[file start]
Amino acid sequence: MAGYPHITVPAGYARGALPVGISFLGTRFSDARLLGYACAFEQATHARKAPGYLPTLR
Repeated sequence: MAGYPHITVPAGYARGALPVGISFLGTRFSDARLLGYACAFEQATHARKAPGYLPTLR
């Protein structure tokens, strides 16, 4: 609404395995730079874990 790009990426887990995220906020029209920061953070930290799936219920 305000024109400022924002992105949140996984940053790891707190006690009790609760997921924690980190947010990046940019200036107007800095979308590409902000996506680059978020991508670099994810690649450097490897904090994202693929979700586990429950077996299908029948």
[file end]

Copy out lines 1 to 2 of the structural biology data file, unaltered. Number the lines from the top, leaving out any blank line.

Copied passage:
Amino acid sequence: MAGYPHITVPAGYARGALPVGISFLGTRFSDARLLGYACAFEQATHARKAPGYLPTLR
Repeated sequence: MAGYPHITVPAGYARGALPVGISFLGTRFSDARLLGYACAFEQATHARKAPGYLPTLR